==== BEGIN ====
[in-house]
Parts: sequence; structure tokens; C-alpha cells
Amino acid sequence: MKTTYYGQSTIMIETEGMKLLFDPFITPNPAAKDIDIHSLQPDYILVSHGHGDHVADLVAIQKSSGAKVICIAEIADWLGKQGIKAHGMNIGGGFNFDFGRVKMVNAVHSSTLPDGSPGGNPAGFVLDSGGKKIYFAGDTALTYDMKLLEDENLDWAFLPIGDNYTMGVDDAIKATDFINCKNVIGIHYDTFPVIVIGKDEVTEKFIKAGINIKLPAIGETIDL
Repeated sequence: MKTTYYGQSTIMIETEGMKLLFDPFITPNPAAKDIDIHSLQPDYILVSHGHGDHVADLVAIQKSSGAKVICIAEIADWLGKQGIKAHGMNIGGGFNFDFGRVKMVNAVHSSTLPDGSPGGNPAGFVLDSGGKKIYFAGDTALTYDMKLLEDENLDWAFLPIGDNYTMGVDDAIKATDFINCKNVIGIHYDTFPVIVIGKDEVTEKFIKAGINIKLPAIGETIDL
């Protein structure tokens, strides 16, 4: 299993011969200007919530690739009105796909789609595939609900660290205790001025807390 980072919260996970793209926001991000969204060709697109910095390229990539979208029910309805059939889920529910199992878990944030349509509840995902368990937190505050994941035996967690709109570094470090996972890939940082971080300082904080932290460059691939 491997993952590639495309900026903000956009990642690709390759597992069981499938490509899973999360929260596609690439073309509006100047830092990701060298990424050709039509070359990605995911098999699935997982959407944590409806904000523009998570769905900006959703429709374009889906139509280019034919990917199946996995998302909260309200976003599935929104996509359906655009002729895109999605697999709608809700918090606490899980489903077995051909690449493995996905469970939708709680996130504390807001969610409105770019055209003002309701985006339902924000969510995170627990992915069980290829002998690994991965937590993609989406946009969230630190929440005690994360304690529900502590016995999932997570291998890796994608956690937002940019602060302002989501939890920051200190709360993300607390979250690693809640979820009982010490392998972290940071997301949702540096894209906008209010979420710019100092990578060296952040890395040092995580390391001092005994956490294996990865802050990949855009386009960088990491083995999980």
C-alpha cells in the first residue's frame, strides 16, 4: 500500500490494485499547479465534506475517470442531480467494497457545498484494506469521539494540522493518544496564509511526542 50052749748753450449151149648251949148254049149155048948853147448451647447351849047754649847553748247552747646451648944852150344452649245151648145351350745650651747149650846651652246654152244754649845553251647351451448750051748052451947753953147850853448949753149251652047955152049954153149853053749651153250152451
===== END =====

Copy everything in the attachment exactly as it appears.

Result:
[in-house]
Parts: sequence; structure tokens; C-alpha cells
Amino acid sequence: MKTTYYGQSTIMIETEGMKLLFDPFITPNPAAKDIDIHSLQPDYILVSHGHGDHVADLVAIQKSSGAKVICIAEIADWLGKQGIKAHGMNIGGGFNFDFGRVKMVNAVHSSTLPDGSPGGNPAGFVLDSGGKKIYFAGDTALTYDMKLLEDENLDWAFLPIGDNYTMGVDDAIKATDFINCKNVIGIHYDTFPVIVIGKDEVTEKFIKAGINIKLPAIGETIDL
Repeated sequence: MKTTYYGQSTIMIETEGMKLLFDPFITPNPAAKDIDIHSLQPDYILVSHGHGDHVADLVAIQKSSGAKVICIAEIADWLGKQGIKAHGMNIGGGFNFDFGRVKMVNAVHSSTLPDGSPGGNPAGFVLDSGGKKIYFAGDTALTYDMKLLEDENLDWAFLPIGDNYTMGVDDAIKATDFINCKNVIGIHYDTFPVIVIGKDEVTEKFIKAGINIKLPAIGETIDL
């Protein structure tokens, strides 16, 4: 299993011969200007919530690739009105796909789609595939609900660290205790001025807390 980072919260996970793209926001991000969204060709697109910095390229990539979208029910309805059939889920529910199992878990944030349509509840995902368990937190505050994941035996967690709109570094470090996972890939940082971080300082904080932290460059691939 491997993952590639495309900026903000956009990642690709390759597992069981499938490509899973999360929260596609690439073309509006100047830092990701060298990424050709039509070359990605995911098999699935997982959407944590409806904000523009998570769905900006959703429709374009889906139509280019034919990917199946996995998302909260309200976003599935929104996509359906655009002729895109999605697999709608809700918090606490899980489903077995051909690449493995996905469970939708709680996130504390807001969610409105770019055209003002309701985006339902924000969510995170627990992915069980290829002998690994991965937590993609989406946009969230630190929440005690994360304690529900502590016995999932997570291998890796994608956690937002940019602060302002989501939890920051200190709360993300607390979250690693809640979820009982010490392998972290940071997301949702540096894209906008209010979420710019100092990578060296952040890395040092995580390391001092005994956490294996990865802050990949855009386009960088990491083995999980």
C-alpha cells in the first residue's frame, strides 16, 4: 500500500490494485499547479465534506475517470442531480467494497457545498484494506469521539494540522493518544496564509511526542 50052749748753450449151149648251949148254049149155048948853147448451647447351849047754649847553748247552747646451648944852150344452649245151648145351350745650651747149650846651652246654152244754649845553251647351451448750051748052451947753953147850853448949753149251652047955152049954153149853053749651153250152451